Methamphetamine: Not Only Harming Our Communities
It’s no secret that methamphetamine, or “P” as it is commonly called, is one of the major issues facing New Zealand communities today – on an almost daily basis the New Zealand media covers a P-related story. This highly addictive drug is destroying many peoples’ lives and those of their families. We are well aware of the human impact of methamphetamine, but its impact on animals whose owners are “P-cooks” is largely ignored.
Section 10 of the Animal Welfare Act 1999 (AWA) provides that the owner of an animal must ensure that the physical, health and behavioural needs of their animal are met in accordance with good practice and scientific knowledge. Failing to do so is an offence under section 12 of the AWA. An animal owner who is a P-cook may inadvertently expose their animal to the chemicals used in manufacture of P, or to the drug itself (both of which are harmful and poisonous), and this could cause significant injury or illness to the animal. Accordingly, the owner is arguably committing an offence under section 12 of the AWA, as the needs of their animal are not being met in the manner required by section 10 of the AWA.
In addition, the animal owner in this situation is also likely to be in breach of section 29(a) of the AWA, as the exposure of their animal to those chemicals and to methamphetamine could be considered ill-treatment of the animal. “Ill-treatment” is defined in section 2 of the AWA as meaning to cause an animal to suffer by any act or omission, pain or distress that is of the kind or degree that is unreasonable or unnecessary. It has been documented by vets in the United States of America and China that dogs who have been living in a house where P is cooked have suffered chemical burns, sores, cardiovascular problems, stomach, skin and respiratory issues, are often highly agitated and distressed and, where they have ingested P, they have had problems with their internal organs and central nervous system. Like humans, animals can also suffer withdrawal symptoms when they are no longer exposed to the drug. Treating an animal in this way, even if such treatment is inadvertent, is likely to constitute ill-treatment, and therefore breach section 29(a) of the AWA.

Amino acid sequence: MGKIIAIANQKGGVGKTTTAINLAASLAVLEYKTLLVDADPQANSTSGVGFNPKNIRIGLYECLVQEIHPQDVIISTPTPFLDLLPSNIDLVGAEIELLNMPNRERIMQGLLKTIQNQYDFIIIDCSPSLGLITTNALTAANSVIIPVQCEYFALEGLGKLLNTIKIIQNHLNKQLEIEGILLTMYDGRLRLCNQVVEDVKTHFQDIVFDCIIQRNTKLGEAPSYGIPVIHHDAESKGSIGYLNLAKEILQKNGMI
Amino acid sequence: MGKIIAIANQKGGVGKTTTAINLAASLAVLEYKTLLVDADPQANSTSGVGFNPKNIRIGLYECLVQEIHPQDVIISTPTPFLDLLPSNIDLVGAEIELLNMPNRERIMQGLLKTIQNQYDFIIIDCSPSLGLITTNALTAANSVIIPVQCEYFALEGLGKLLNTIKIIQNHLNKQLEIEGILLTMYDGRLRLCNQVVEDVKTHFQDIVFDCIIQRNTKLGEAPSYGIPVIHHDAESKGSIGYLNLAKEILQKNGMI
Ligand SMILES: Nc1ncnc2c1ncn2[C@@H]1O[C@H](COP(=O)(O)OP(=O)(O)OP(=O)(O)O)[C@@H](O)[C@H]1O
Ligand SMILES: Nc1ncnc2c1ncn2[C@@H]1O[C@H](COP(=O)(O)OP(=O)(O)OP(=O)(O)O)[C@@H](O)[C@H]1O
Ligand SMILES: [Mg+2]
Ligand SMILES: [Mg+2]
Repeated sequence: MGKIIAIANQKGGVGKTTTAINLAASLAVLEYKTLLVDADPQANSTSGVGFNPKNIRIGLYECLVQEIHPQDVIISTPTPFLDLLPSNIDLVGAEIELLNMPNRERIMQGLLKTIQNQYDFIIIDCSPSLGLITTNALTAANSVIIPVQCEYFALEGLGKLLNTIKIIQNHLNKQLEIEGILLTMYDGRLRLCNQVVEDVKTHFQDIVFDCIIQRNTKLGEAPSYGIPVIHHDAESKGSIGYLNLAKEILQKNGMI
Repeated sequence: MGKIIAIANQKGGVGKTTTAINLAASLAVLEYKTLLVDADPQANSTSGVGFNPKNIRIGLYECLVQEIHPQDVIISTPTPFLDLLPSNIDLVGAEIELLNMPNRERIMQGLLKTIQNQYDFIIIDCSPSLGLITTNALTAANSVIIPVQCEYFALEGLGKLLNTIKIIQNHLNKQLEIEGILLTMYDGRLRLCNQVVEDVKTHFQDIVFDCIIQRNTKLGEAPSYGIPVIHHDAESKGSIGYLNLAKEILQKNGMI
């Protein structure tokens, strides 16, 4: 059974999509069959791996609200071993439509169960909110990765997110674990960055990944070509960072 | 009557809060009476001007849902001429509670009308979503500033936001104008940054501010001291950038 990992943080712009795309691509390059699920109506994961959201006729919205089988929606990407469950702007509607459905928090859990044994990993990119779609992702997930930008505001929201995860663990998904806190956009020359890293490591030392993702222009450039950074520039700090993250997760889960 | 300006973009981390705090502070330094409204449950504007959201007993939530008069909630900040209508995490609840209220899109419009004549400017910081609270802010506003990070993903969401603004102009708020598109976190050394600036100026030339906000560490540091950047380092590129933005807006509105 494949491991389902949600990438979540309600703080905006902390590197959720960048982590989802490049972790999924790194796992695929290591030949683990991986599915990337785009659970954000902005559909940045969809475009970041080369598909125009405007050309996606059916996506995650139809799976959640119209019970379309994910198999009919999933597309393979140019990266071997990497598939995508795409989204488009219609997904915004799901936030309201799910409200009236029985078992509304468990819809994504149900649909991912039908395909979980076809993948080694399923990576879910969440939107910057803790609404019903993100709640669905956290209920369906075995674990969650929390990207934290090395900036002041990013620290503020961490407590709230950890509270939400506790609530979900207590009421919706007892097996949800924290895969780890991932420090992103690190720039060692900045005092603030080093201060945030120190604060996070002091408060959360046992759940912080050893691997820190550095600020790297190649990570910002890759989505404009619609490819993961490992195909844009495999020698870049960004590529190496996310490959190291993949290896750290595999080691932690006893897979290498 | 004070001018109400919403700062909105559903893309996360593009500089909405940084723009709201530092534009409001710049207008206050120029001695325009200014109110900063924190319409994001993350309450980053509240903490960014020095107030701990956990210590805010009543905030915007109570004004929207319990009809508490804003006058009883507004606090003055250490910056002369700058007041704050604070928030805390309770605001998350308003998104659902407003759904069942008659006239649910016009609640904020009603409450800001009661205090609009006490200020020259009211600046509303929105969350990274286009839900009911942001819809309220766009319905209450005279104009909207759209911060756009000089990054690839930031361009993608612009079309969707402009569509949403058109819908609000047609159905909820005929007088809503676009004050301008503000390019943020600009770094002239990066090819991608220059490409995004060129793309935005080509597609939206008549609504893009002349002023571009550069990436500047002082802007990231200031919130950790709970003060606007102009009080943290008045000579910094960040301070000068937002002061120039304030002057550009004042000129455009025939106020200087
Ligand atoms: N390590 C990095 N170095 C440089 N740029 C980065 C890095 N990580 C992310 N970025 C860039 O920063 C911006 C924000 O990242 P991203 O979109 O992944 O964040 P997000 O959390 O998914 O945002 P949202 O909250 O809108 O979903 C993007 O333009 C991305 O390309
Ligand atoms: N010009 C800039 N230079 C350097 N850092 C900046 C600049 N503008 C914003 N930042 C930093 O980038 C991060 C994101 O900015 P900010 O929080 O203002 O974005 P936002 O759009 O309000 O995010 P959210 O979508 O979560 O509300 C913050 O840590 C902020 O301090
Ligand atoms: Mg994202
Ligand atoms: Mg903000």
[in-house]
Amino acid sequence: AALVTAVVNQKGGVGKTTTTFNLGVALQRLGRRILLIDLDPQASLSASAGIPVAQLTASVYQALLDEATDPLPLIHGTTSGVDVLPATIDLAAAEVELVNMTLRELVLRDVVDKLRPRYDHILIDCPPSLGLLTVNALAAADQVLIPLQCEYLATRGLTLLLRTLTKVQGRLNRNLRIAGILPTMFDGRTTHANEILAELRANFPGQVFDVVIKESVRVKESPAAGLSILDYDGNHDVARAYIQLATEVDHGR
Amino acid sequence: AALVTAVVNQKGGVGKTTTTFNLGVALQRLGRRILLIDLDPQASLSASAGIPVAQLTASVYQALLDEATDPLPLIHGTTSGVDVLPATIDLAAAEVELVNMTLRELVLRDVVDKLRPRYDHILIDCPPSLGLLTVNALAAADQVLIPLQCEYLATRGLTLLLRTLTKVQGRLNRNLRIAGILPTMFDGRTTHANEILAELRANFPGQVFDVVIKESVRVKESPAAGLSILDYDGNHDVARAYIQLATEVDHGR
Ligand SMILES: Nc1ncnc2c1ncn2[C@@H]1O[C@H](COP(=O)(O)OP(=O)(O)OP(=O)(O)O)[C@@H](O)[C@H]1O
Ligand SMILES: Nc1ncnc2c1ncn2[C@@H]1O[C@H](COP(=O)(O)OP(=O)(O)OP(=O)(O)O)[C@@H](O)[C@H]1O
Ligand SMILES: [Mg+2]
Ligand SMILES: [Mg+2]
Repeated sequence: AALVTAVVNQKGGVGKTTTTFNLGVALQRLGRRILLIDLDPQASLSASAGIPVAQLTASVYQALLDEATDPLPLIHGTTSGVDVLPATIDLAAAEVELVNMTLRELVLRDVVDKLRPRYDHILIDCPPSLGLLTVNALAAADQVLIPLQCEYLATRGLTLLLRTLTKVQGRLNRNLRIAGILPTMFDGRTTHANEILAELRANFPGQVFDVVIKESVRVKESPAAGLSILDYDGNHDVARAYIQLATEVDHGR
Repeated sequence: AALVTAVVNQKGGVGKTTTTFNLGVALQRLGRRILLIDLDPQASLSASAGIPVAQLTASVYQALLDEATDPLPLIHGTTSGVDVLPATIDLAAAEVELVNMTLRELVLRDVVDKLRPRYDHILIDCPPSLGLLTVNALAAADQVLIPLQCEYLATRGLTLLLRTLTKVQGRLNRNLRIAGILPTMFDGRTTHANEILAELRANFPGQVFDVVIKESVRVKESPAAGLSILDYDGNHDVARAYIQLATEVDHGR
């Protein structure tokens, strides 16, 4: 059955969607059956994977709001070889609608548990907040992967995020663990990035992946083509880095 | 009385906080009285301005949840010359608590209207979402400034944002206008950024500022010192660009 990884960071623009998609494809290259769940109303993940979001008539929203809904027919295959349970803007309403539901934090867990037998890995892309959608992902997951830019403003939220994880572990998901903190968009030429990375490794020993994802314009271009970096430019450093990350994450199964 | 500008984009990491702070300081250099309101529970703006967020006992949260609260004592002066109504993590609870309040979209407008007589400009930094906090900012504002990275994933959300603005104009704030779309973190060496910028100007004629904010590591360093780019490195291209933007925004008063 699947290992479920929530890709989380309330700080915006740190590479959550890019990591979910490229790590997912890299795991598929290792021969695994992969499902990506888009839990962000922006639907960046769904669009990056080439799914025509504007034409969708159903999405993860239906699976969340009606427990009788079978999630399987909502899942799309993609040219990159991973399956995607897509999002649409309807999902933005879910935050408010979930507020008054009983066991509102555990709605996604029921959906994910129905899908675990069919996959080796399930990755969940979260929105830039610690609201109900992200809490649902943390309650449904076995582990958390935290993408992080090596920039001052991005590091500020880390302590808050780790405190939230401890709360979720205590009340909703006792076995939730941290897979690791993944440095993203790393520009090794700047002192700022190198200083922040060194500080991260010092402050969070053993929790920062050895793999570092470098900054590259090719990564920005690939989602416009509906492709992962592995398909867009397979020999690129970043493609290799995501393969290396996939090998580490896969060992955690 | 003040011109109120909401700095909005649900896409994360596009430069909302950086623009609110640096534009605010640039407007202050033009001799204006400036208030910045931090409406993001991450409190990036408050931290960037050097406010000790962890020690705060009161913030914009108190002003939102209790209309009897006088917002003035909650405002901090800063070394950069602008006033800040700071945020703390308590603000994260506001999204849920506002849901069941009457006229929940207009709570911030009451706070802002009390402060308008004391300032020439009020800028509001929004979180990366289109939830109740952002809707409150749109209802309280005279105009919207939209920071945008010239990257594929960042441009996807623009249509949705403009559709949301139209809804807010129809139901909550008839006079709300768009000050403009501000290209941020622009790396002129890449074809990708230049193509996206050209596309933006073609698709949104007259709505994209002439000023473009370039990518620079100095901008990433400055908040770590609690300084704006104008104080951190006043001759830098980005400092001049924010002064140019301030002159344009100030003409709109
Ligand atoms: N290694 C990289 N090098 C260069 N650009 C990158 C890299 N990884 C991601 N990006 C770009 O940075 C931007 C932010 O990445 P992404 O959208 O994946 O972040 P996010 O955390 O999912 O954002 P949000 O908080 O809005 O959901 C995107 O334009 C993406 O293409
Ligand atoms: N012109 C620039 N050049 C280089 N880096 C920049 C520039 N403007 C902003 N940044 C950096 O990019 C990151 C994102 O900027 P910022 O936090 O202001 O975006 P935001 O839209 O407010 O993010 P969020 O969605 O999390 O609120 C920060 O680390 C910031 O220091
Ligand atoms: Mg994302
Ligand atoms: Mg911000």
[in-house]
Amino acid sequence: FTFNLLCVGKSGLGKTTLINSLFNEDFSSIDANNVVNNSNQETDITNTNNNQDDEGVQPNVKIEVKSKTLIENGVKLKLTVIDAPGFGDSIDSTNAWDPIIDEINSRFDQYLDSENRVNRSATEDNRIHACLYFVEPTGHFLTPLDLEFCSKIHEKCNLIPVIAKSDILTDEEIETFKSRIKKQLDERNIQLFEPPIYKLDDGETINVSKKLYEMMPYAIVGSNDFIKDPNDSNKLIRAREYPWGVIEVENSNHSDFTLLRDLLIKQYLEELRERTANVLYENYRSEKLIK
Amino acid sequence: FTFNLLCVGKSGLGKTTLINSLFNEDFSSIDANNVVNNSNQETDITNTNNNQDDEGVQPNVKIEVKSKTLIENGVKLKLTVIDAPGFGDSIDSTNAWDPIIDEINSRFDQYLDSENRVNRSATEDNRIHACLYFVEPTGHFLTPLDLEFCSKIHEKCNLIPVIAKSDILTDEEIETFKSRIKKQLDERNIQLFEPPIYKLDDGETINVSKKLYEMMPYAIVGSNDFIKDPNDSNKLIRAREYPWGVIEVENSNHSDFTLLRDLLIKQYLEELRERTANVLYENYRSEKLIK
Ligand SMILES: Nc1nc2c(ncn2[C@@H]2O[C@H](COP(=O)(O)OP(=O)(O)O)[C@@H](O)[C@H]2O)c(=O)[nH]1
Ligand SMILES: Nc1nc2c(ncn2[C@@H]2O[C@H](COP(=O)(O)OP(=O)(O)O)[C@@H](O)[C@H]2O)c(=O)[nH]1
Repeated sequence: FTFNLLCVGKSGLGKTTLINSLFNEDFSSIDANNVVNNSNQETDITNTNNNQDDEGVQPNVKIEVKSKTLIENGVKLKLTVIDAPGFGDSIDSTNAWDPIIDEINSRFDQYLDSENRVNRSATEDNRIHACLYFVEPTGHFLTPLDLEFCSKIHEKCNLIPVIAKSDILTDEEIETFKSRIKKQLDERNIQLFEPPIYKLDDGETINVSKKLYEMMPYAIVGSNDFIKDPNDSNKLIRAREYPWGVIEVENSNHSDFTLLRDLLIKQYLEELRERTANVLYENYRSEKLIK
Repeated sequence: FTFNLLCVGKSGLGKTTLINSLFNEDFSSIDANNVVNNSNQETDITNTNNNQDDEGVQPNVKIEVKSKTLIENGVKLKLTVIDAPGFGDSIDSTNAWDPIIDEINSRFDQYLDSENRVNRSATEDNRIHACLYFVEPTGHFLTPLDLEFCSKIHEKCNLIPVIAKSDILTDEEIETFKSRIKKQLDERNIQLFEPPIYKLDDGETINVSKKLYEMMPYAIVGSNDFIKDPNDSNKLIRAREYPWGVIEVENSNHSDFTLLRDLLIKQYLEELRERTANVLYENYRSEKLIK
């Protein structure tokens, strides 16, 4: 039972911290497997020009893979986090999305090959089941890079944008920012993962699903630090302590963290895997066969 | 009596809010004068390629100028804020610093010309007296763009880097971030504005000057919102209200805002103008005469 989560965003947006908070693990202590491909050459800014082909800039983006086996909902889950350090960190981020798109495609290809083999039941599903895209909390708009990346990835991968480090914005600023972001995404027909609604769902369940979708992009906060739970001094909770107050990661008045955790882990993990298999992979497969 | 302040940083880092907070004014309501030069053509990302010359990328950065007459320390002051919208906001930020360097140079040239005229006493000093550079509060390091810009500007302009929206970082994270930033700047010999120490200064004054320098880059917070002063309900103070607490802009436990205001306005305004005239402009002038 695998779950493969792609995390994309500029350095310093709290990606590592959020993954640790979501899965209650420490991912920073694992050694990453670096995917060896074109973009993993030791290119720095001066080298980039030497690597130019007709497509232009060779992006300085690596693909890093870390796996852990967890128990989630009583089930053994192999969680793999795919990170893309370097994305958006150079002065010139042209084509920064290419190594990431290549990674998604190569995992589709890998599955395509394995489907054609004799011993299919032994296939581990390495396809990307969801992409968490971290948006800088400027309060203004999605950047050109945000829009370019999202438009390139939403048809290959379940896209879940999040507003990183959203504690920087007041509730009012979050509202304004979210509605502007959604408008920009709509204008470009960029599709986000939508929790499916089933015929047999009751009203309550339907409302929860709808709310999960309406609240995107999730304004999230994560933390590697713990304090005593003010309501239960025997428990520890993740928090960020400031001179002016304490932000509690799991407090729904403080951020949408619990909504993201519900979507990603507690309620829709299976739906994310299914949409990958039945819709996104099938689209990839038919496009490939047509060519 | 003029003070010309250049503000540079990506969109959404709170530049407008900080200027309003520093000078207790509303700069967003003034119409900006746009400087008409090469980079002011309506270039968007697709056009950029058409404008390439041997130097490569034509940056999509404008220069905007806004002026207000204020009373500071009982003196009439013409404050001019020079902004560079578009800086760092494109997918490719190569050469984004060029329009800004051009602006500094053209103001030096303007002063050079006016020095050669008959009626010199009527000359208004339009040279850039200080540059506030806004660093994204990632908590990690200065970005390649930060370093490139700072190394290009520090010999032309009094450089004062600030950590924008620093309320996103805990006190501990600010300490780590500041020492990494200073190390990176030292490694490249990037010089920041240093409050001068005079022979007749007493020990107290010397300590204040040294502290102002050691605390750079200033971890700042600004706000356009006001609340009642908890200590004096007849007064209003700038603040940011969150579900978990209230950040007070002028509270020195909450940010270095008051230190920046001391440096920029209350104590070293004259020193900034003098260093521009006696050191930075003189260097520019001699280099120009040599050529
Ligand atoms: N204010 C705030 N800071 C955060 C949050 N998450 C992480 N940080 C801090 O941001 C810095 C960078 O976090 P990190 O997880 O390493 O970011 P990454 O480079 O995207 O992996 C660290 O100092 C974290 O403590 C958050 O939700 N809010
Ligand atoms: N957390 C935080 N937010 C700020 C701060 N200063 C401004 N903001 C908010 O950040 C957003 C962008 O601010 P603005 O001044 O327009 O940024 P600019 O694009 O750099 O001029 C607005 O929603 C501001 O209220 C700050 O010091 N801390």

The Codes of Welfare under the AWA may also be relevant. For example, Minimum Standard 14(a) of the Animal Welfare (Dogs) Code of Welfare 2010 (Code), requires dog owners to take all practical steps to ensure that their dog is not exposed to poisons and harmful substances. A dog owner who cooks P in the house where their dog also lives may expose their dog to toxic and potentially deadly chemicals and could therefore be in breach of the Code. A breach of the Code supports the assertions above that dog owners who cook P are likely committing an offence under the AWA.
Methamphetamine is harming more than just our communities. It is harming animals too. P-cooks who are arrested by the police are allowed to keep their animals. If a child was in the same situation, they would likely be removed from the home.
Perhaps a reason for the difference in treatment here is that animals are viewed by the law as property, rather than as sentient beings and unless they appear severely neglected or unwell, the plight of animals in such circumstances goes largely unnoticed. The human impact of P is the focus. It is not known how many animals are suffering because of methamphetamine in New Zealand, but unless changes are made, one thing is certain – that number will only continue to grow.
Written by Kathryn Guise
Bischoff K, Beier E, Edwards WC: Methamphetamine poisoning in three Oklahoma dogs. Vet Hum Toxicol. 1998, 40: 19-20. Pei Z, Zhang X: Methamphetamine intoxication in a dog: Case report, BMC Vet Res. 2014, 10:139.